But so many others were so close.

A third-generation AMX concept car, the AMX/3, debuted at the 1970 Chicago Auto Show. Engine-less and fashioned in fiberglass, the original AMX/3 prototype was a show car only.

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American Motors placed an order for 30 operational cars.[97] The AMX/3 body mold was sent to Italian grand tourer maker Giotto Bizzarrini, whose Turin facility hand made drivable mid-engined, steel bodied cars. Built on a 105.3-inch (2,675 mm) wheelbase, the Bizzarrini prototypes used the AMC 390 cu in (6.4 L) V8 and an Italian OTO Melara four-speed transaxle. The AMX/3 is considered one of Bizzarrini’s car-masterpieces.[98]

The steel Italian cars differed from the original AMC design in having fewer but functional rear decklid louvers, louvered hoods, and, in some cases, hood scoops to direct fresh air into the heating-A/C system. Further engineering improvements and road testing was done by BMW, which declared the AMX/3's chassis one of the stiffest having a 50% higher stiffness compared to a benchmark Mercedes-Benz model.[99] The car’s steel semi-monocoque chassis design with its welded on steel body provided a strong overall structure while the top speed was verified to 160 mph (257 km/h), with reports indicating the AMX/3 could go faster if it was not for the tendency for the font end to lift at those speeds, but BMW found the car to be most neutral handling they had ever tested.[100] The BMW engineers also refined numerous components of the AMX/3 into “a world-class contender among the mid-engined super car elite of its time.”[99] One of the cars became “known as the Monza after it achieved a top speed of 170 mph in testing at the famed Italian race track.”[101]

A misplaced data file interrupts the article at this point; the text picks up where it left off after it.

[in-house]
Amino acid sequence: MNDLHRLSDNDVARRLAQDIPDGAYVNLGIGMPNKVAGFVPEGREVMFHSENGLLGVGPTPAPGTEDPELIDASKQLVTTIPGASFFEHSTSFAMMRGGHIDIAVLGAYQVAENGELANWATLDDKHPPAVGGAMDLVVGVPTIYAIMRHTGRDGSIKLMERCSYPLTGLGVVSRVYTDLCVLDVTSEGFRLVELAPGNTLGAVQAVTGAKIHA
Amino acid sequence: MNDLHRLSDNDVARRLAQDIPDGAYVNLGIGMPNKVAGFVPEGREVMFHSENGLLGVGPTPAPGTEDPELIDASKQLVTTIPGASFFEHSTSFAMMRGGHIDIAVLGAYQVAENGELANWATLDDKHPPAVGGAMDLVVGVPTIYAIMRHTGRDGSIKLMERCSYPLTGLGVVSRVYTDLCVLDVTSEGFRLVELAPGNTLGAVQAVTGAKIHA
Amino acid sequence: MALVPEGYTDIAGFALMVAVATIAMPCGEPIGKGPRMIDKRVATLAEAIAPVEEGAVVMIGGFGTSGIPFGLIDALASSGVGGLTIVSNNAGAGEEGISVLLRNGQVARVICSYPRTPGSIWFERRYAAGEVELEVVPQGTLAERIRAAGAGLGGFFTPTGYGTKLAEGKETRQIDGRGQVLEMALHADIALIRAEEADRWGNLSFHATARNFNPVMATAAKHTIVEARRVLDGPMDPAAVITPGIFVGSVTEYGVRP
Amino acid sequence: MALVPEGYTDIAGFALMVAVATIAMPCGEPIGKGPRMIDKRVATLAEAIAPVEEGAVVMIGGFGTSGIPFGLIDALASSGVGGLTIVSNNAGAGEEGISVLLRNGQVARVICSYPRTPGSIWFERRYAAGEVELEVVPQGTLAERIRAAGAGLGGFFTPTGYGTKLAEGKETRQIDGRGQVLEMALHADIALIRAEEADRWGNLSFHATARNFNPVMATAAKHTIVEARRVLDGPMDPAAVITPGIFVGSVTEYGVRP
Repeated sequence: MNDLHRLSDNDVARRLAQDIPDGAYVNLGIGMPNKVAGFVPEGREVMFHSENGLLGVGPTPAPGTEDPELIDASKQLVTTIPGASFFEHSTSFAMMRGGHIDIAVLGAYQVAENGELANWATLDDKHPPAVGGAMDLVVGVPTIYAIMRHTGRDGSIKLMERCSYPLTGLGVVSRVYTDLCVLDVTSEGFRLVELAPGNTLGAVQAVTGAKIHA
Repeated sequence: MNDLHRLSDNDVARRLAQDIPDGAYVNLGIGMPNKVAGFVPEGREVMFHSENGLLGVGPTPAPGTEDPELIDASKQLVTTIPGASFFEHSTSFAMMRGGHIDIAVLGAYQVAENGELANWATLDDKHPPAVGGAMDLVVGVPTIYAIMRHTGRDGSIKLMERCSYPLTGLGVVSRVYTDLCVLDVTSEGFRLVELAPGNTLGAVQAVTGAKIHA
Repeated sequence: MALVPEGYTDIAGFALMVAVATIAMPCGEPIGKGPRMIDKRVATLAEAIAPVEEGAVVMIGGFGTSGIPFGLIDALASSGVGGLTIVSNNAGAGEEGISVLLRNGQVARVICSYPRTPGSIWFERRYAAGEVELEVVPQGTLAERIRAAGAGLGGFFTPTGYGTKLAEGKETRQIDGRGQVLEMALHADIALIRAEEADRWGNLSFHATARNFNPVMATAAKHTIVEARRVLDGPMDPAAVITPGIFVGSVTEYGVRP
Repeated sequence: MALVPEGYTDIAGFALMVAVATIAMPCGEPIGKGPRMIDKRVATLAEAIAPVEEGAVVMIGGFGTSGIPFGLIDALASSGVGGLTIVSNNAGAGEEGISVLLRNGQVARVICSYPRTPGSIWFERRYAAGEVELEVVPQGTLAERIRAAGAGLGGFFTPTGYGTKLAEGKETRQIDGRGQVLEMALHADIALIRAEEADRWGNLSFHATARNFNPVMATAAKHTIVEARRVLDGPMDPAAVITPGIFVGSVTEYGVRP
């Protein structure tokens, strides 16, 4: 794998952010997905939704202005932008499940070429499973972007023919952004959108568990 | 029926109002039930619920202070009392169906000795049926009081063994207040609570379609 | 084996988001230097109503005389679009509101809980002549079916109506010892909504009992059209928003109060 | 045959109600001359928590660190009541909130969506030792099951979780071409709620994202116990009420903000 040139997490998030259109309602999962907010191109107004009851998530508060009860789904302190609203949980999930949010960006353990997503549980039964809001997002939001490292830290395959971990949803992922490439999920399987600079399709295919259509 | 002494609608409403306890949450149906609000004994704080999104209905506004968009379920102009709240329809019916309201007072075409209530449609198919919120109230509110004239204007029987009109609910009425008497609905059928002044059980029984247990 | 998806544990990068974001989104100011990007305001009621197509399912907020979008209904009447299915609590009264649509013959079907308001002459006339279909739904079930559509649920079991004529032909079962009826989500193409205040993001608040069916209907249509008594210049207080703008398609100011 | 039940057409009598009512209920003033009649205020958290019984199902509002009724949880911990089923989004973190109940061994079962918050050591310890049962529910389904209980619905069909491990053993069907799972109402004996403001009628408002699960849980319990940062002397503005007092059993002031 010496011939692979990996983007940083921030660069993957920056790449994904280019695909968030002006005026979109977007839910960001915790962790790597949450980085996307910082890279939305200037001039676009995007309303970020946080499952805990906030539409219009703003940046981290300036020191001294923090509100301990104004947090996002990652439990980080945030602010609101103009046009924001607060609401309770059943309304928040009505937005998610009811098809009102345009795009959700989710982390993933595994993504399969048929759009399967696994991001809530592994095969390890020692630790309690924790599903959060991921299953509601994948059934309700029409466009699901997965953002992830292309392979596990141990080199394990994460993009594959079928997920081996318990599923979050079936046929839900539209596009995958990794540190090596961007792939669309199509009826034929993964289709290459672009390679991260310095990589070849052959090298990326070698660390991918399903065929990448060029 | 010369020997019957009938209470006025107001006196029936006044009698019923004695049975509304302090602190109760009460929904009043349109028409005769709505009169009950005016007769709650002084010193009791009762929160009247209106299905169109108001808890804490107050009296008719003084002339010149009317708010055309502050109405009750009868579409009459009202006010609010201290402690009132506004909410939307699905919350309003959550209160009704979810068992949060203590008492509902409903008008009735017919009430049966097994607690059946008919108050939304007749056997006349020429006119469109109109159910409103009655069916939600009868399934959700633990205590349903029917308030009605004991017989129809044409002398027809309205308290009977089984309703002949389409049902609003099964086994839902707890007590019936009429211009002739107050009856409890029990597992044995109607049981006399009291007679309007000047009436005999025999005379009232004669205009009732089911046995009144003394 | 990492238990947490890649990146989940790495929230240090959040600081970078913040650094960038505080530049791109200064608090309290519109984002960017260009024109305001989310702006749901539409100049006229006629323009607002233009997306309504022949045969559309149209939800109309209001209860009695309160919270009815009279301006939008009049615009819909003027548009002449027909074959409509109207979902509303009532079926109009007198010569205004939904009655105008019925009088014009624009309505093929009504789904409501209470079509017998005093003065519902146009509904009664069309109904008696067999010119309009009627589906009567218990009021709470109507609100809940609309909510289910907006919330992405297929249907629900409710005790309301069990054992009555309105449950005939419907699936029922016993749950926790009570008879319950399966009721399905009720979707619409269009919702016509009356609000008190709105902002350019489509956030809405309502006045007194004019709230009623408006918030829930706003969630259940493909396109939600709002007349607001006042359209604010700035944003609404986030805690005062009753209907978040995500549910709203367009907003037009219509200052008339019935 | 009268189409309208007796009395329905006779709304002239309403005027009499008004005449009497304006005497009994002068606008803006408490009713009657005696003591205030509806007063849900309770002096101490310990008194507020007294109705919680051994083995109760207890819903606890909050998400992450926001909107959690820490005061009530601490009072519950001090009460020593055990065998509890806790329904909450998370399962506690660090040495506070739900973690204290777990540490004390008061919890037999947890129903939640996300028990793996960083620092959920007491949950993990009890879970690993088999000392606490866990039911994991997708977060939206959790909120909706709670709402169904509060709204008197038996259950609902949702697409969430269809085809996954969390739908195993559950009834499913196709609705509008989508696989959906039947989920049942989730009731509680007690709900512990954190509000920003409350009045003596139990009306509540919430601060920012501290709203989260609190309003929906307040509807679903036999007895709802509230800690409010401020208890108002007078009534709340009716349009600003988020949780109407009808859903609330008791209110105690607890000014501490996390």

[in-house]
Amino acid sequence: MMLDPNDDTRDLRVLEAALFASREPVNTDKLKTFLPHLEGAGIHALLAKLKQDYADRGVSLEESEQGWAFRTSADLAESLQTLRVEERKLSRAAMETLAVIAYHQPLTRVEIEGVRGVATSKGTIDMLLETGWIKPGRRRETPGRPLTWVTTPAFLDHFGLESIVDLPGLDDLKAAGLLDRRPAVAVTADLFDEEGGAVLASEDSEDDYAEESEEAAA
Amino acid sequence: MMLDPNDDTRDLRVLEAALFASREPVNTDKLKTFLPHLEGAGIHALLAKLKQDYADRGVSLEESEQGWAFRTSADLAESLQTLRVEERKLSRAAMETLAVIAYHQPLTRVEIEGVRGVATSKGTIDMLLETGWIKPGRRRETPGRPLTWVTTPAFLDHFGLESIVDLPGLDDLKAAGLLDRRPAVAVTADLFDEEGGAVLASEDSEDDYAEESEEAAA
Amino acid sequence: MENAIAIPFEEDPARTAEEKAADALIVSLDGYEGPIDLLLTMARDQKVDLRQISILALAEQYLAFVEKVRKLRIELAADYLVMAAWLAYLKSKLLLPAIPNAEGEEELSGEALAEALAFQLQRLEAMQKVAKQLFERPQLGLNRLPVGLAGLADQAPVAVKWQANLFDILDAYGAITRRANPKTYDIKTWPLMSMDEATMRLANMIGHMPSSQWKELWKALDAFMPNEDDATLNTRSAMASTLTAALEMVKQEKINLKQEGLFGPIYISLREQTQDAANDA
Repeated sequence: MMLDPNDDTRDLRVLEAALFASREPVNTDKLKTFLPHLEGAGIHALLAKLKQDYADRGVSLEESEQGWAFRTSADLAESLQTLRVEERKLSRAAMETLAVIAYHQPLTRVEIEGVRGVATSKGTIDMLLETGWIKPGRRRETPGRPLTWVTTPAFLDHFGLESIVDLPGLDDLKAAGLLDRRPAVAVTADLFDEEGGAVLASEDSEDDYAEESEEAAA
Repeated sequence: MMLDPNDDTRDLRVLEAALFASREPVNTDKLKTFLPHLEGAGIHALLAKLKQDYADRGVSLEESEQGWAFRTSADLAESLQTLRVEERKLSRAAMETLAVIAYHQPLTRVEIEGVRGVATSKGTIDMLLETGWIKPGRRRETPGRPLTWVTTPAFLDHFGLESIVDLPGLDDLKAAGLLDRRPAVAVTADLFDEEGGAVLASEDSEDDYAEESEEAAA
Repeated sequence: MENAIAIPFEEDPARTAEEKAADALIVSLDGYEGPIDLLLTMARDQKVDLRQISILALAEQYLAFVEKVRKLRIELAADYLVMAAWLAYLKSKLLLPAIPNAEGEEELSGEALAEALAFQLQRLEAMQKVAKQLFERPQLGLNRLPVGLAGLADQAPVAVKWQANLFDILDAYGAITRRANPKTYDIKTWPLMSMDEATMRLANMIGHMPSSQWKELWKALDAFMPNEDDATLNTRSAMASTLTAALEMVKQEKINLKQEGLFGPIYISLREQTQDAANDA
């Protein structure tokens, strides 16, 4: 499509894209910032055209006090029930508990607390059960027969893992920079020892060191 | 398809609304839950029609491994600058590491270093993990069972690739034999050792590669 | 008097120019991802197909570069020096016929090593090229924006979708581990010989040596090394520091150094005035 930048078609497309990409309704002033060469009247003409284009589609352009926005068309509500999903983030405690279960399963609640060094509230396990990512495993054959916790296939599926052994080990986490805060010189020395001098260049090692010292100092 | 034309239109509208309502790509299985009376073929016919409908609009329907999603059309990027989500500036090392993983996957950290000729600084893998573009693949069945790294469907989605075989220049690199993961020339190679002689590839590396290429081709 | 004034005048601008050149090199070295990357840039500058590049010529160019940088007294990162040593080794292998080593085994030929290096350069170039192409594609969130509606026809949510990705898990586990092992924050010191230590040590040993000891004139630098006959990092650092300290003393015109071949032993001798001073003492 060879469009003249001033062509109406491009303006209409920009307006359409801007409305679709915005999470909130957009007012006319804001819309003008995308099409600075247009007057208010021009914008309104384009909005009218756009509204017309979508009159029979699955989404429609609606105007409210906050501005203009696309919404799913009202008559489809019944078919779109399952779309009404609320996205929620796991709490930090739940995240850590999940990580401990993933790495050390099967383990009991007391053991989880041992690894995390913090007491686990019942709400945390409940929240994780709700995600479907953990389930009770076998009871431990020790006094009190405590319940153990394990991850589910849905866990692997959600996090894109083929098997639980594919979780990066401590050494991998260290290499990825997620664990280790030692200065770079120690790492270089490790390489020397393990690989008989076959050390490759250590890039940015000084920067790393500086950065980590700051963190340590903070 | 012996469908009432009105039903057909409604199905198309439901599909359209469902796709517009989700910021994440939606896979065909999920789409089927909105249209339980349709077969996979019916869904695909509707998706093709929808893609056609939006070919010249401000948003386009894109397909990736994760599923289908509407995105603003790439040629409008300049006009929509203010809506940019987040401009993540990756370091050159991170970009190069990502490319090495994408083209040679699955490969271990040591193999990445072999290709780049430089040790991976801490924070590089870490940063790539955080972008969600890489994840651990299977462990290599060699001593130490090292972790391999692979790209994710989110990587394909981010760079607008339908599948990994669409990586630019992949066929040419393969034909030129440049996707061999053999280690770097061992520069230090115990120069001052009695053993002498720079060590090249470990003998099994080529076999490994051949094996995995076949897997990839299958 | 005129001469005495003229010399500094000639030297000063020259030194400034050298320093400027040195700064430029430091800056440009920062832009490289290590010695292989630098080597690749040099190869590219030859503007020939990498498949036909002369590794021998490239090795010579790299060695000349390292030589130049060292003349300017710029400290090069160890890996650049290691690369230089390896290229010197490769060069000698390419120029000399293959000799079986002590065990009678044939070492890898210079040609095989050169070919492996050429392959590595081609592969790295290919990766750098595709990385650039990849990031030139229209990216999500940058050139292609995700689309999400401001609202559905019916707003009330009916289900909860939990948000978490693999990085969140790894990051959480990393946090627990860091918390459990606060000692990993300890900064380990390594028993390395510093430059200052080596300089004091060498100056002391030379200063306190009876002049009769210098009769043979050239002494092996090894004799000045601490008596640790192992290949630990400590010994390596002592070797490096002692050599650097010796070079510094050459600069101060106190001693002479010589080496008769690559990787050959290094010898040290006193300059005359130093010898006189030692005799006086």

Five completed cars were produced before the US$2,000,000 program was cancelled. The original projection by AMC called for building 5,000 AMX/3s per year, but the estimated retail price kept increasing.[102] The AMX/3 was “beautiful and sleek, the kind of car that would have made hearts race in the day” and was to be a “flagship or halo car” to lure customers to AMC dealerships, “where they often end up other, more practical models.”[103] However, escalating costs and pending bumper regulations put a stop to the mid-engined AMX/3.[97]

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Some remaining parts from the canceled, second group of five cars were used by erstwhile Bizzarini collaborator Salvatore Diomante to assemble a sixth car, named and marketed as Sciabola.[97] Additionally, an open two-seat Spider featuring no weather protection was built in the 1990s using an unfinished AMX/3 modified chassis and the 7th AMX/3, on display at the Autoworld Museum in Belgium, were both finished by Giorgio Giordanengo.[104]